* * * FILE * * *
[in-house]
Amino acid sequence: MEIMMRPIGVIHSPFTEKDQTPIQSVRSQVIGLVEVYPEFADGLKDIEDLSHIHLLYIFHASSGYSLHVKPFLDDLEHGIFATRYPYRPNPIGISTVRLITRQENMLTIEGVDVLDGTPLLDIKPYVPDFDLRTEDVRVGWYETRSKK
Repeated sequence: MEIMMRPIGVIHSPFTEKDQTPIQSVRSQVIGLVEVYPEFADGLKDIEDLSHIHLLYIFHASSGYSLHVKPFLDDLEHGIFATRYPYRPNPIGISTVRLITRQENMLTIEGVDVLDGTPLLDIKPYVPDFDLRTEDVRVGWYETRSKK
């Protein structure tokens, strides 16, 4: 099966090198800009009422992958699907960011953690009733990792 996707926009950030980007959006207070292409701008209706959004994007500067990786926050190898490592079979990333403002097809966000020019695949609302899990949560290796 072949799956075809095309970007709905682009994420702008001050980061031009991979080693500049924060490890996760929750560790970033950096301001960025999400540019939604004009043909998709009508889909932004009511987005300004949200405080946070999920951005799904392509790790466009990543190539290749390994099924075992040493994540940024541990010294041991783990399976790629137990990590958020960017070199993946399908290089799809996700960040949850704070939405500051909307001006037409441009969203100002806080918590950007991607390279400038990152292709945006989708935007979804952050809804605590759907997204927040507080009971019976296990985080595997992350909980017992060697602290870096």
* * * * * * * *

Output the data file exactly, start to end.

[in-house]
Amino acid sequence: MEIMMRPIGVIHSPFTEKDQTPIQSVRSQVIGLVEVYPEFADGLKDIEDLSHIHLLYIFHASSGYSLHVKPFLDDLEHGIFATRYPYRPNPIGISTVRLITRQENMLTIEGVDVLDGTPLLDIKPYVPDFDLRTEDVRVGWYETRSKK
Repeated sequence: MEIMMRPIGVIHSPFTEKDQTPIQSVRSQVIGLVEVYPEFADGLKDIEDLSHIHLLYIFHASSGYSLHVKPFLDDLEHGIFATRYPYRPNPIGISTVRLITRQENMLTIEGVDVLDGTPLLDIKPYVPDFDLRTEDVRVGWYETRSKK
């Protein structure tokens, strides 16, 4: 099966090198800009009422992958699907960011953690009733990792 996707926009950030980007959006207070292409701008209706959004994007500067990786926050190898490592079979990333403002097809966000020019695949609302899990949560290796 072949799956075809095309970007709905682009994420702008001050980061031009991979080693500049924060490890996760929750560790970033950096301001960025999400540019939604004009043909998709009508889909932004009511987005300004949200405080946070999920951005799904392509790790466009990543190539290749390994099924075992040493994540940024541990010294041991783990399976790629137990990590958020960017070199993946399908290089799809996700960040949850704070939405500051909307001006037409441009969203100002806080918590950007991607390279400038990152292709945006989708935007979804952050809804605590759907997204927040507080009971019976296990985080595997992350909980017992060697602290870096």